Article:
WhatsApp and Professional CGM Used to Treat Diabetes in India
By Arvind Sommi
India is a developing country where diabetes is highly prevalent. Leading endocrinologists shared how they use the messaging service WhatsApp and Professional CGMs to overcome barriers.
There are roughly 74 million people living with diabetes in India. People living in India often face a greater financial burden of diabetes compared to people living in the United States since the average income is significantly lower ( roughly 16,000 Rupees or $209 monthly salary) and most healthcare expenses are paid out-of-pocket.
At the ATTD 2022 conference in Barcelona, Spain, a panel of leading endocrinologists in India shared some innovative solutions that they have implemented across the country.
WhatsApp & Diabetes Support Groups
WhatsApp is a popular messaging app with over 487 million users in India. Dr. Jothydev Kesavadev, chairman of Jothydev’s Diabetes Research Center in Kerala, India, presented his community health project that used WhatsApp to build free digital diabetes support groups for 950 people with type 1 diabetes.
Kesavadev created four WhatsApp groups for people with diabetes, each containing volunteer physicians, nurses, educators, and dieticians. Similar to how a hospital has on-call staff, “In each WhatsApp group,” he said, “one of us in the team always made sure we replied to the questions posted without any delay.”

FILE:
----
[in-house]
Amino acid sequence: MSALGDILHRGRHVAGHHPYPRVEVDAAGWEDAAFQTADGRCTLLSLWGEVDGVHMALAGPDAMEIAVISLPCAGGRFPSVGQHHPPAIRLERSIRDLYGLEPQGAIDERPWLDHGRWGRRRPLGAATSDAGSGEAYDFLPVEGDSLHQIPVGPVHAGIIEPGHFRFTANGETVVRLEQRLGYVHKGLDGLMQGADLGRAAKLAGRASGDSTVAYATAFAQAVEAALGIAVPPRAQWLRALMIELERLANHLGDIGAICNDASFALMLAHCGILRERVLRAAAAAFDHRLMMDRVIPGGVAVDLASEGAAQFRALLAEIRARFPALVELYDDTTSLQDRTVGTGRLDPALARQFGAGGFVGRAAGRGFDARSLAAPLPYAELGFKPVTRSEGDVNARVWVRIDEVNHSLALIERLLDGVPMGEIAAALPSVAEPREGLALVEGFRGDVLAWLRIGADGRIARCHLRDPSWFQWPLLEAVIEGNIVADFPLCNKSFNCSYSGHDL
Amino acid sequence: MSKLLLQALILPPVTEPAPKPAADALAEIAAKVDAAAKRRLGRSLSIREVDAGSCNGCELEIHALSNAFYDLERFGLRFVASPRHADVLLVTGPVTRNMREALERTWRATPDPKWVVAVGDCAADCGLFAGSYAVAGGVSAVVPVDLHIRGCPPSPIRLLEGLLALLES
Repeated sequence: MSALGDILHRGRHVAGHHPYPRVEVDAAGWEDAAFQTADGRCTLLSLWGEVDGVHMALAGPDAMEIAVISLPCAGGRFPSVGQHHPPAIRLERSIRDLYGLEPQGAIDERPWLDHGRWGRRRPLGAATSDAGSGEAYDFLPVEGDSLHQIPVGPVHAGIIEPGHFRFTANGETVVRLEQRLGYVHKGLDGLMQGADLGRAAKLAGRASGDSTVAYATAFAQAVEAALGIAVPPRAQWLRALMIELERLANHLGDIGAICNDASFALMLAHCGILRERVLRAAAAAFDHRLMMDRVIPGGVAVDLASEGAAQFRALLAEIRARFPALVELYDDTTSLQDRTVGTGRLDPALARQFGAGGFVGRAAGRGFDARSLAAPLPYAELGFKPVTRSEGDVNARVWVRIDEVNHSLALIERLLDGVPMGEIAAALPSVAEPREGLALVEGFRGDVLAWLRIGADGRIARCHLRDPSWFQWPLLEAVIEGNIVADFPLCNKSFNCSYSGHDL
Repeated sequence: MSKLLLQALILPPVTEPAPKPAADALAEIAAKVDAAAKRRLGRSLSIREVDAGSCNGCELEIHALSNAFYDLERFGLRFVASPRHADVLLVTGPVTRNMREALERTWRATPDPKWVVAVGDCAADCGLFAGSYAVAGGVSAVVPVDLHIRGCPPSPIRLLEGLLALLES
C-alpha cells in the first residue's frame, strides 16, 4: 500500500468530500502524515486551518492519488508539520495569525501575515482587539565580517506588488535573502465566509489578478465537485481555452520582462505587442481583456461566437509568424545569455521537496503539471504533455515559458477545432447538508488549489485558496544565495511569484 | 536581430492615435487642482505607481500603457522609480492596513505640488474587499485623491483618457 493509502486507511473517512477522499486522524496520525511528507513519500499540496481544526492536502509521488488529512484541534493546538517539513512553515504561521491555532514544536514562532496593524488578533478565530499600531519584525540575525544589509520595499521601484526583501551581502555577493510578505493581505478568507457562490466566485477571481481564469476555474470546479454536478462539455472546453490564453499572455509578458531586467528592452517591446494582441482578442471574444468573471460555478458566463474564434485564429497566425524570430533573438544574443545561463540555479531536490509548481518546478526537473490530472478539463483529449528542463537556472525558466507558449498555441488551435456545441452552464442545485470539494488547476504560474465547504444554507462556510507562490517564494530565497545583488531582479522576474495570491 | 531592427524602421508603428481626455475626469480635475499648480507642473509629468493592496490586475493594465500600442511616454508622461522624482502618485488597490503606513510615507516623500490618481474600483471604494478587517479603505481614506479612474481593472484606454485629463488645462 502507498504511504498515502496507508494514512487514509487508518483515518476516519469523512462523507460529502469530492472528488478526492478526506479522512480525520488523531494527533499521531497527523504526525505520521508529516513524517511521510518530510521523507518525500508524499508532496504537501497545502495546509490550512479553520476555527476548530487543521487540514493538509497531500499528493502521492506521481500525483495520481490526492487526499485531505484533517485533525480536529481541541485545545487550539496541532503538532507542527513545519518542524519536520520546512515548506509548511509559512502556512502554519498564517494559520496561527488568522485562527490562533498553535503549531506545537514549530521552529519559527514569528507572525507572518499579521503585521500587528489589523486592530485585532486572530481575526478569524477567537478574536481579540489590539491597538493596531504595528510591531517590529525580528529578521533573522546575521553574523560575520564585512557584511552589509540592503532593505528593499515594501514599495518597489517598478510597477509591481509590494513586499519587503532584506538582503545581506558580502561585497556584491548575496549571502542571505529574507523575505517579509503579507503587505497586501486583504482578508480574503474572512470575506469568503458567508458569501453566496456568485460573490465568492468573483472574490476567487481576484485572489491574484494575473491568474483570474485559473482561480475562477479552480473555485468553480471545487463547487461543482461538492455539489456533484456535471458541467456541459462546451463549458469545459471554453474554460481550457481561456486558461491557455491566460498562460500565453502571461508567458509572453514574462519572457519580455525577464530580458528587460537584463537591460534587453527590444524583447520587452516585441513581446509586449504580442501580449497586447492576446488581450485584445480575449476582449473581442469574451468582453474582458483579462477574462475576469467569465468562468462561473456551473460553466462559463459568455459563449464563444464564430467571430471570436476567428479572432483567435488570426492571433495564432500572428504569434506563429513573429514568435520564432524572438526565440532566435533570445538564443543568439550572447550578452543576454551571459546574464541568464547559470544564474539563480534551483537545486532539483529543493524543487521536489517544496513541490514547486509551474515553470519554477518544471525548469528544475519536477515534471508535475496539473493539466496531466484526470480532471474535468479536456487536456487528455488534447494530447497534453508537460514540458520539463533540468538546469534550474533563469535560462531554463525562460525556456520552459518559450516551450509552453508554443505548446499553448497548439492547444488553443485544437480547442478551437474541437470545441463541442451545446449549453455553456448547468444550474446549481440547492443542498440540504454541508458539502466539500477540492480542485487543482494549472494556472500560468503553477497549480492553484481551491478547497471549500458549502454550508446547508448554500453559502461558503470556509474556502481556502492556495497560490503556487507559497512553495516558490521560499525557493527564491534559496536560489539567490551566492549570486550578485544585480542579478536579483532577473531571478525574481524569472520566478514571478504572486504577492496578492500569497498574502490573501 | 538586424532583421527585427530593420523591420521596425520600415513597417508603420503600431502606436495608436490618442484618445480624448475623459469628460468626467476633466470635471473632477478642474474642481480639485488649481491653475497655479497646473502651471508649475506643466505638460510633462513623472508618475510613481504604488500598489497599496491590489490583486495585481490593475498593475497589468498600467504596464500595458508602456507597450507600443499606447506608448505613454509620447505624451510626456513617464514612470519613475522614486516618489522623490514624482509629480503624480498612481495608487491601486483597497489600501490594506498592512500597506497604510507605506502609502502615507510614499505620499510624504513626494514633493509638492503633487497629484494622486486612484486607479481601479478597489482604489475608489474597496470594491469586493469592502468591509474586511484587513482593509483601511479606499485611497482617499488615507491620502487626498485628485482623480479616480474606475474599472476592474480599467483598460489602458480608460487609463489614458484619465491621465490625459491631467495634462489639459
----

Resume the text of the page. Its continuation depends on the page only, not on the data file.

Through this model, Kesavadev’s team has provided 24/7 advice to people with diabetes for no cost. The team has created and shared educational videos to help people learn about different aspects of type 1 diabetes. For example, nurses made videos on proper injection techniques that could be rewatched as needed.
While this service was able to improve access to care for many people in India with diabetes, Kesavadev also noted certain limitations. For example, many members of the group may feel uncomfortable posting their concerns in a large group chat, especially since diabetes is highly stigmatized in India. Additionally, he noted that none of the healthcare professionals were being financially compensated for their time, presenting a potential barrier to others hoping to initiate similar programs.
In addition to WhatsApp support groups, other Indian physicians have developed novel ways of using professional CGM.
Professional CGMs and Time in Range in India
Continuous glucose monitors (CGMs) allow people with diabetes to receive real-time data about their Time in Range (TIR). However, the cost of a CGM is prohibitively expensive for most people in India. The CGM reader is a one-time expense of 5,500 rupees (about $72) and each 14-day sensor is 5,000 rupees (about $65).
Dr. Mithun Bhartia, an endocrinologist at the Apollo Clinic in Guwahati, India, discussed how he navigates these financial barriers by using professional CGM (Pro CGM). Pro CGMs are provided by the provider’s healthcare clinic and after a period of use, all materials are returned.
“TIR may provide a more accurate assessment of glycemic stability and hypoglycemia,” Bhartia said. TIR is particularly important for people who have frequent lows and are unaware of them, he added. The cost barriers of personal CGM lead to intermittent use among some, which is not as valuable as consistent use.
Bhartia noted that Pro CGMs are a popular option that physicians use to identify problems, such as frequent hypoglycemia, and then work with the person with diabetes to develop a structured plan to self monitor their blood glucose. He said that although the costs of CGM technology are still too high to recommend each person in India wear one continuously, “the clinical utility of A1C is enhanced when used as a complement to Time in Range data.”
People with diabetes in India face unique challenges to the management of their condition. It is important for researchers to understand this and continue to find innovative solutions to address these barriers to accessing quality healthcare.